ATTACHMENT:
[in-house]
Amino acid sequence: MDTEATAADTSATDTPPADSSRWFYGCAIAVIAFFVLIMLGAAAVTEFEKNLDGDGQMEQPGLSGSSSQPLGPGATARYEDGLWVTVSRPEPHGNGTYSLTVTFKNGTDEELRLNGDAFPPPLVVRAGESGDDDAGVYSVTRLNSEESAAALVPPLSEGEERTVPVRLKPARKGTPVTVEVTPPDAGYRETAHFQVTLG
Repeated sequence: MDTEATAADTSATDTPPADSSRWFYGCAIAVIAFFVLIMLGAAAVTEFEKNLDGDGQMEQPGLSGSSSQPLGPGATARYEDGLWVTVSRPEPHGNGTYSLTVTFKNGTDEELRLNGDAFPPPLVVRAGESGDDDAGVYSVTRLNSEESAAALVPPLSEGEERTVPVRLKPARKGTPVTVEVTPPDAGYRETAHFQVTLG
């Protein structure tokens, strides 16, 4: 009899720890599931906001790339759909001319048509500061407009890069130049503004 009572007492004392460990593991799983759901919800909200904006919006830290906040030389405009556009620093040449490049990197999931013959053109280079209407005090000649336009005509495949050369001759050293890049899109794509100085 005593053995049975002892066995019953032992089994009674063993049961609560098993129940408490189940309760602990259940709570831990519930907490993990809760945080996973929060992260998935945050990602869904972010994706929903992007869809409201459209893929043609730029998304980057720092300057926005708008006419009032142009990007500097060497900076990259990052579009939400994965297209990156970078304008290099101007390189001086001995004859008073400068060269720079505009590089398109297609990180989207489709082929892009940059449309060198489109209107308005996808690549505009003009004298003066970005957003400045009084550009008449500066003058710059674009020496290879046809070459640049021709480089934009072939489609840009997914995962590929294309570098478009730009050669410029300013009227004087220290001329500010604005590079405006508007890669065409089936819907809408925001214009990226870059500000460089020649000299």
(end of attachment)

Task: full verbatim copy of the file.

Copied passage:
[in-house]
Amino acid sequence: MDTEATAADTSATDTPPADSSRWFYGCAIAVIAFFVLIMLGAAAVTEFEKNLDGDGQMEQPGLSGSSSQPLGPGATARYEDGLWVTVSRPEPHGNGTYSLTVTFKNGTDEELRLNGDAFPPPLVVRAGESGDDDAGVYSVTRLNSEESAAALVPPLSEGEERTVPVRLKPARKGTPVTVEVTPPDAGYRETAHFQVTLG
Repeated sequence: MDTEATAADTSATDTPPADSSRWFYGCAIAVIAFFVLIMLGAAAVTEFEKNLDGDGQMEQPGLSGSSSQPLGPGATARYEDGLWVTVSRPEPHGNGTYSLTVTFKNGTDEELRLNGDAFPPPLVVRAGESGDDDAGVYSVTRLNSEESAAALVPPLSEGEERTVPVRLKPARKGTPVTVEVTPPDAGYRETAHFQVTLG
């Protein structure tokens, strides 16, 4: 009899720890599931906001790339759909001319048509500061407009890069130049503004 009572007492004392460990593991799983759901919800909200904006919006830290906040030389405009556009620093040449490049990197999931013959053109280079209407005090000649336009005509495949050369001759050293890049899109794509100085 005593053995049975002892066995019953032992089994009674063993049961609560098993129940408490189940309760602990259940709570831990519930907490993990809760945080996973929060992260998935945050990602869904972010994706929903992007869809409201459209893929043609730029998304980057720092300057926005708008006419009032142009990007500097060497900076990259990052579009939400994965297209990156970078304008290099101007390189001086001995004859008073400068060269720079505009590089398109297609990180989207489709082929892009940059449309060198489109209107308005996808690549505009003009004298003066970005957003400045009084550009008449500066003058710059674009020496290879046809070459640049021709480089934009072939489609840009997914995962590929294309570098478009730009050669410029300013009227004087220290001329500010604005590079405006508007890669065409089936819907809408925001214009990226870059500000460089020649000299």